No shift in policy on Afghan combat role: US
In a statement, the embassy said consultations were ongoing about how to implement the transition. “It is natural that those consultations would include the issue of how we shift to a support role as the Afghan security forces move into the lead,” it said.
The statement said the consultations would continue until the Chicago Summit, where leaders will determine the next phase of the transition.
On Wednesday, the US Defense Secretary Leon Panetta said the US and other international forces in Afghanistan expected to end their combat role in 2013 and continue training and advisory role with Afghan forces through 2014.
The 2010 NATO summit in Portugal had discussed the war in Afghanistan, with plans to bring combat operations to an end by 2014.
The US would seek to wind down combat operations in Afghanistan during 2013, more than a year before a deadline for withdrawal, the defence secretary said.
Travelling to a NATO summit, Leon Panetta said the US hoped to switch to a training role and supporting Afghan forces. There are currently some 99,000 US troops in the country, with 22,000 scheduled to return home during this year.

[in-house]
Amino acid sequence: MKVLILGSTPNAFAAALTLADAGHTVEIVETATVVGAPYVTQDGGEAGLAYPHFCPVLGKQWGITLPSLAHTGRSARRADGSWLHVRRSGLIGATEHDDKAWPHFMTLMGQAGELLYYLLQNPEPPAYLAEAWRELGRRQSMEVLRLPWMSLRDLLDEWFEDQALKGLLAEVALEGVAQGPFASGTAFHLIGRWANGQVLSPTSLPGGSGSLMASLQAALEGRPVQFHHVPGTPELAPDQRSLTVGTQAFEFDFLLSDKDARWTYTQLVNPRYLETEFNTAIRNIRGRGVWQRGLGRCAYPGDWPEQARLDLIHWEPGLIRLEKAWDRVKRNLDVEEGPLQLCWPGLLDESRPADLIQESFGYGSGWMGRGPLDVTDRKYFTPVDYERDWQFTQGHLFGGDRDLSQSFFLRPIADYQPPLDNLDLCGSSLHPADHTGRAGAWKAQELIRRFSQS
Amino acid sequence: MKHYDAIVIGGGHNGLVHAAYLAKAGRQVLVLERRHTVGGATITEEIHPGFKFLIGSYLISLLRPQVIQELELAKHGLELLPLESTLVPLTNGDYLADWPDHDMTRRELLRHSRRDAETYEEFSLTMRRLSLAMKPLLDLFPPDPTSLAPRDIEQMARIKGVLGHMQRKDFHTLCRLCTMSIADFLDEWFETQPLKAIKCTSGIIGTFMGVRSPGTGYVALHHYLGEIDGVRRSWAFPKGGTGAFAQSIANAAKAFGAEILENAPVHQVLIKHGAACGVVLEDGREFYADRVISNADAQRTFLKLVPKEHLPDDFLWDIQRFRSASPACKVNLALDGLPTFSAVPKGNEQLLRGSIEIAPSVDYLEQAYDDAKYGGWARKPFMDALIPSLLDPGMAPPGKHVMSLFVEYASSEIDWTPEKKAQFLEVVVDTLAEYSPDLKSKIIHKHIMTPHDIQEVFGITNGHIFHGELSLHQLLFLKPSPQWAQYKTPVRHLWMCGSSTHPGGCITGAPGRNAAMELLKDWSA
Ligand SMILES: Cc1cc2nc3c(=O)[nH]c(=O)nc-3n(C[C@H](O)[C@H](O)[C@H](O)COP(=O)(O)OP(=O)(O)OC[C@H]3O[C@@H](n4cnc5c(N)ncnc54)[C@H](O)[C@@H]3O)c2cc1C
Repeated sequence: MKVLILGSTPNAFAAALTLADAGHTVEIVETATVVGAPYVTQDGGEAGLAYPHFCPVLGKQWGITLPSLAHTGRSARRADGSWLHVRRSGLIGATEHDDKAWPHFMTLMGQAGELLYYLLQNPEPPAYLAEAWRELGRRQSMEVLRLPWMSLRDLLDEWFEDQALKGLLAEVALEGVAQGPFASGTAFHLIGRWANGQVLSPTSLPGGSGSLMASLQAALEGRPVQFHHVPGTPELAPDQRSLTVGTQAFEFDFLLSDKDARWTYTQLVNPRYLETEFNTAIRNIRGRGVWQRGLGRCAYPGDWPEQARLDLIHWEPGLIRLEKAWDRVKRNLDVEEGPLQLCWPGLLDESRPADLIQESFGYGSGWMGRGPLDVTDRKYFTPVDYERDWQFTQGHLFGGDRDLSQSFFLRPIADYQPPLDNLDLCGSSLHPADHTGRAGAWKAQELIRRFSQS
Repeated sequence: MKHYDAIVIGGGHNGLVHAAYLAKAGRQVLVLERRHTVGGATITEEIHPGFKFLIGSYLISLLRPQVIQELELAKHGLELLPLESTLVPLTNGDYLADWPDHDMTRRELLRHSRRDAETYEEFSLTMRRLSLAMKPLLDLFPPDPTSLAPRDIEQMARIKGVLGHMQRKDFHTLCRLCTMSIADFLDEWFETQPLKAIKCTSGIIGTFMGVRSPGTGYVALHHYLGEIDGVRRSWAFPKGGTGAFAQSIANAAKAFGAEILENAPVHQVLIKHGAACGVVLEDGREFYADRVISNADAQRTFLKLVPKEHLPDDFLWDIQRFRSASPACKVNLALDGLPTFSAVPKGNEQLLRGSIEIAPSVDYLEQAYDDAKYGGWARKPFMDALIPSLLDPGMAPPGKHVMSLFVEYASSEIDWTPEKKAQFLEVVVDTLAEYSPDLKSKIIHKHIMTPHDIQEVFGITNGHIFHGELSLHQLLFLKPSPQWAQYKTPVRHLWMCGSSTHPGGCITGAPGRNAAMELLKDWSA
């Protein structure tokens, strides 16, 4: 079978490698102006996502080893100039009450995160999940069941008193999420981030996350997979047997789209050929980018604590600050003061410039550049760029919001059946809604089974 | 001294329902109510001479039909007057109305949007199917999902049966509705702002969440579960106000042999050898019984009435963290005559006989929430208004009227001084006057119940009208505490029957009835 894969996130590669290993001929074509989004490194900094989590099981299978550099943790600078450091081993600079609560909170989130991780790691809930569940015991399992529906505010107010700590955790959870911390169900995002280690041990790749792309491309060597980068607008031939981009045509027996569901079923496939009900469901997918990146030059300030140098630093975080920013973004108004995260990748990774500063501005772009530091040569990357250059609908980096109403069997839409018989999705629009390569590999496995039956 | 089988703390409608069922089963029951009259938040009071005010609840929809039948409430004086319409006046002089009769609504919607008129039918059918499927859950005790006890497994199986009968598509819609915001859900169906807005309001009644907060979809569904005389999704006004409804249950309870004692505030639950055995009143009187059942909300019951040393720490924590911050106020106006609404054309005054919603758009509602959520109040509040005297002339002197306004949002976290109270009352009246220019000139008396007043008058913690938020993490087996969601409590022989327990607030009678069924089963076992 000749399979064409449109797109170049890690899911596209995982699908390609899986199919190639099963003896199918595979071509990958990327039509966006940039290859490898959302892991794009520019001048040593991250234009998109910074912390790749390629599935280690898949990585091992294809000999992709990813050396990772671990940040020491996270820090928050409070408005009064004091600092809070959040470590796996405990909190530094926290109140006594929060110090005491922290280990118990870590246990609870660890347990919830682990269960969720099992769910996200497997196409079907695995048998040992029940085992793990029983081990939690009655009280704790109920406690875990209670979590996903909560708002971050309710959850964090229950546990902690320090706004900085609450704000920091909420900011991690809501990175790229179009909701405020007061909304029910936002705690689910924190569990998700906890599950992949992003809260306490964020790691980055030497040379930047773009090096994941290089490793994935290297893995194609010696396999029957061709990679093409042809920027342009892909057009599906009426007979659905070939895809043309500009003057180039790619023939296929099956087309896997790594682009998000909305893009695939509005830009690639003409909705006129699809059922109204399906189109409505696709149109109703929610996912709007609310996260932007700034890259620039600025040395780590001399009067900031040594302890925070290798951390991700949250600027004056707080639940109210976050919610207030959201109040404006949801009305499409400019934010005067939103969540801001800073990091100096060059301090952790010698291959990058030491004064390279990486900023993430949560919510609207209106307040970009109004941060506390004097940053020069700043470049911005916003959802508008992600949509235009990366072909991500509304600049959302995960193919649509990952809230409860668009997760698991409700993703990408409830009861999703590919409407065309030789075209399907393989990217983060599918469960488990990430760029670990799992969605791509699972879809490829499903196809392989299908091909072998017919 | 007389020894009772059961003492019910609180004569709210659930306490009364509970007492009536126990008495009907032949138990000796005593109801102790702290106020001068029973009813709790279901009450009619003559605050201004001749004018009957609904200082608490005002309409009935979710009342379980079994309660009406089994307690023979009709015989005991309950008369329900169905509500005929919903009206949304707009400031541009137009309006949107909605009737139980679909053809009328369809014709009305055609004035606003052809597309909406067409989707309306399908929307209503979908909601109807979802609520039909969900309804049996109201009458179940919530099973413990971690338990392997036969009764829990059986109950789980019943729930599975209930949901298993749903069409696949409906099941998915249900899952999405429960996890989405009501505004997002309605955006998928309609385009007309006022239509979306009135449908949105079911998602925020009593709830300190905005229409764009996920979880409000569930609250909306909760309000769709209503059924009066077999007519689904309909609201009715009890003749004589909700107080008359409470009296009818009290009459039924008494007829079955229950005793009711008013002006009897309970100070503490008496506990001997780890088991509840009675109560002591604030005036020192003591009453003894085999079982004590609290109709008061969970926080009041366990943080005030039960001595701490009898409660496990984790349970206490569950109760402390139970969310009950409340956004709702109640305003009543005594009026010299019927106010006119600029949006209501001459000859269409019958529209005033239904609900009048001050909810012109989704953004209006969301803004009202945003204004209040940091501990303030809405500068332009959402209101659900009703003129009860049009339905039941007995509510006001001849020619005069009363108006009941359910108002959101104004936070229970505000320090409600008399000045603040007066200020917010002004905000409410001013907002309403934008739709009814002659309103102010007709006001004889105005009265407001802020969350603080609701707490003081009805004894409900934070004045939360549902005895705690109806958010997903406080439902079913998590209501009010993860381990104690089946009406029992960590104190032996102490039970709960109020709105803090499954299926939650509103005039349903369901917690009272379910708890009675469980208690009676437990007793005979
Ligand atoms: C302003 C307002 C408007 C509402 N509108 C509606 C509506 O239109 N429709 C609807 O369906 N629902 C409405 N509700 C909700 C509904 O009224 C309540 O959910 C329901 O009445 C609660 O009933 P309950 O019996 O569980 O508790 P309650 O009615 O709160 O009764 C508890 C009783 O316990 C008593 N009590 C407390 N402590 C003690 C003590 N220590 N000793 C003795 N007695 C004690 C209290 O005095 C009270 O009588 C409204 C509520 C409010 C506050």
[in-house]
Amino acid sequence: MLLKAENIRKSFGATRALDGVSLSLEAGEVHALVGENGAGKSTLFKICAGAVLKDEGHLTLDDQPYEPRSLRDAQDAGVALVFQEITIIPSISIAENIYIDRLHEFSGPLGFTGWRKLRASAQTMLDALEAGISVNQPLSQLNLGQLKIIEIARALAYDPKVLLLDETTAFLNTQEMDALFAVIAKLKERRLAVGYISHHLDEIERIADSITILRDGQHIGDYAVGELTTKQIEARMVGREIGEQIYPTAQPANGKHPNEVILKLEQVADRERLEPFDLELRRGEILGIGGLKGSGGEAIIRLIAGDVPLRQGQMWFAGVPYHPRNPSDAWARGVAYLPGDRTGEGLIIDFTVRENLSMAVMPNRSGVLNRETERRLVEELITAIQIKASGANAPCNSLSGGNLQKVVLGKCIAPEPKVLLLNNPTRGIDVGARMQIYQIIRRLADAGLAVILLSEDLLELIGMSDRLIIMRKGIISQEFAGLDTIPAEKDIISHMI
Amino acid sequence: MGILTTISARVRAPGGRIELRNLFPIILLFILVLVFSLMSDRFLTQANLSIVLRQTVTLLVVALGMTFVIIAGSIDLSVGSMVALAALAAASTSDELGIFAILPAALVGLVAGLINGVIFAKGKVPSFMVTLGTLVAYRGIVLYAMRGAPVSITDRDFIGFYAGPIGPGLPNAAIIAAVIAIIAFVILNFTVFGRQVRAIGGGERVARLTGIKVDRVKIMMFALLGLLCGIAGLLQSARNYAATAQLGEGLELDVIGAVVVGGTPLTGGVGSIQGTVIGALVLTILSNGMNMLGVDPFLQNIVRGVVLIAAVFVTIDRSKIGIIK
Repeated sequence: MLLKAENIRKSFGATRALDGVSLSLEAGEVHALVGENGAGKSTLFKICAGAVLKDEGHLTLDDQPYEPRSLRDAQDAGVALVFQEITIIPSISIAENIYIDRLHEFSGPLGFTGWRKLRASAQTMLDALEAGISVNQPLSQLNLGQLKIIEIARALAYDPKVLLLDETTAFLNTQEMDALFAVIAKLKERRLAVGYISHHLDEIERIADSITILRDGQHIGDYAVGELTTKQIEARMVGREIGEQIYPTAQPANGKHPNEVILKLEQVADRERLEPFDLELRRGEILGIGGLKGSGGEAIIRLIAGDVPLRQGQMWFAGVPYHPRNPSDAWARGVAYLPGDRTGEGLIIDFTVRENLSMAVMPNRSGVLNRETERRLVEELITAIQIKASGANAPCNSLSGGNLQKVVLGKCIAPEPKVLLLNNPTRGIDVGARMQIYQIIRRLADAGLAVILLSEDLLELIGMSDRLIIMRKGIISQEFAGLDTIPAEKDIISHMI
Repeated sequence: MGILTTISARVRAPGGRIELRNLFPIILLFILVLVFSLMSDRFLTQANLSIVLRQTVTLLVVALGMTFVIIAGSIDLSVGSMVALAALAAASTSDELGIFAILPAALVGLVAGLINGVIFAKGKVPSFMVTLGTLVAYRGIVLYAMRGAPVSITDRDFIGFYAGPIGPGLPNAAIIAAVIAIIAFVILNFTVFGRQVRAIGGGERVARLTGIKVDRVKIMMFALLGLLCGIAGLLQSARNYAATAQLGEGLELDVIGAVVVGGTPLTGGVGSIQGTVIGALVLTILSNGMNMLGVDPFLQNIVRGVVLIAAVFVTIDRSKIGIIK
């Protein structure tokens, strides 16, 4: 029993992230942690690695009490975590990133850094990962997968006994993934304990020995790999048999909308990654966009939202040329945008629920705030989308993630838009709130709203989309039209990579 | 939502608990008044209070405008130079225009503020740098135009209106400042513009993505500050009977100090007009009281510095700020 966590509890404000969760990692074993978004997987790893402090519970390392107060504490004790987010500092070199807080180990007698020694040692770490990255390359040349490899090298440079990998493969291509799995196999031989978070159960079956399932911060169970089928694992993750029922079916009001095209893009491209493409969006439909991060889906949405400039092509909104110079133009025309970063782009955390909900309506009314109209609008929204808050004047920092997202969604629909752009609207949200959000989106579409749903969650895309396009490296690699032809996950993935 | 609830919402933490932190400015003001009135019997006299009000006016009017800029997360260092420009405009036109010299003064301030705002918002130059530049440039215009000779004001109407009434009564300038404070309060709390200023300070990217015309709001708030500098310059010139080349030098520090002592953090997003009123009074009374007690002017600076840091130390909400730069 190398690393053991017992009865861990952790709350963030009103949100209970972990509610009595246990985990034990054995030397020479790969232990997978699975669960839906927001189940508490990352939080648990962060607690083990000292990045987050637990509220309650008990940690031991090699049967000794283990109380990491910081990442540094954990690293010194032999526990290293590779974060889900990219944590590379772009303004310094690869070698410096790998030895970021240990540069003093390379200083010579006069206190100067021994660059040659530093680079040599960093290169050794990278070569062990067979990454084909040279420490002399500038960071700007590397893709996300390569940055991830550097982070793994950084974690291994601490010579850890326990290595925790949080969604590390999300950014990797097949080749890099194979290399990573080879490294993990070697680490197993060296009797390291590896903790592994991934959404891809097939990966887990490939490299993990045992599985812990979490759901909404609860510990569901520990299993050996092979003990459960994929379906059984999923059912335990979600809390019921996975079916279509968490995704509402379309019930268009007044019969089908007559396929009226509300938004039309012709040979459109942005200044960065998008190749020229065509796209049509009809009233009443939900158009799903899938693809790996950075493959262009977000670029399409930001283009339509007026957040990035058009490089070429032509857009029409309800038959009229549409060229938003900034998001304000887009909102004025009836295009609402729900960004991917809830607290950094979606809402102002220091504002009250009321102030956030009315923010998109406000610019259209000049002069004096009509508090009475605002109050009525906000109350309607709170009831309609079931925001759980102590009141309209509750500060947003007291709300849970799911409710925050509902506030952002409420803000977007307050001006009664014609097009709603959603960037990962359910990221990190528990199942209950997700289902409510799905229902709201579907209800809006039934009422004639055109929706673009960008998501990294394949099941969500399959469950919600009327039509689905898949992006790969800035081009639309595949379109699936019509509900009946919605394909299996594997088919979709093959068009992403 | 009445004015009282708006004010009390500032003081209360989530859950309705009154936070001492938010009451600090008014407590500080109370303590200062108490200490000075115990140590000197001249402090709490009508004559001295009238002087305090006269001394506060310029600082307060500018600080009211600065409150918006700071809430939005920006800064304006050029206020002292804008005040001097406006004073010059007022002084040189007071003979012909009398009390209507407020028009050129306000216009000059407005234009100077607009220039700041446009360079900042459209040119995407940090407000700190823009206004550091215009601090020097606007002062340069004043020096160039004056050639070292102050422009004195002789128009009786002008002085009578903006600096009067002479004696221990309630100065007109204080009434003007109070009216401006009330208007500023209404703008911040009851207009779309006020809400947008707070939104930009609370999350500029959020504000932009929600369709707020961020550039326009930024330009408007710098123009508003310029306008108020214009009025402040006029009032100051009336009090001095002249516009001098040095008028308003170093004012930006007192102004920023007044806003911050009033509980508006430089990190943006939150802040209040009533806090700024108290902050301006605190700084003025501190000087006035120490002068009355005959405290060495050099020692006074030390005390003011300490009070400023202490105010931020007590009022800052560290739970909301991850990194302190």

The final session of the NATO and ISAF defence ministerial meeting in Brussels will be again on Afghanistan starting at around 10:15 on Friday at NATO headquarters.
It will include representatives from all the 50 ISAF nations and all the contributing nations will be joined by the Afghan Defence Minister Ghulam Farooq Wardak, the ISAF Commander in Afghanistan, Gen. John Allen, and NATO’s senior civilian representative, ambassador Simon Gass.
The ministers will take stock of the operational situation of the progress made in transition to Afghan security lead, with participants exchanging views on what will happen up to 2014 when Afghan forces will take full control of security beyond 2014.
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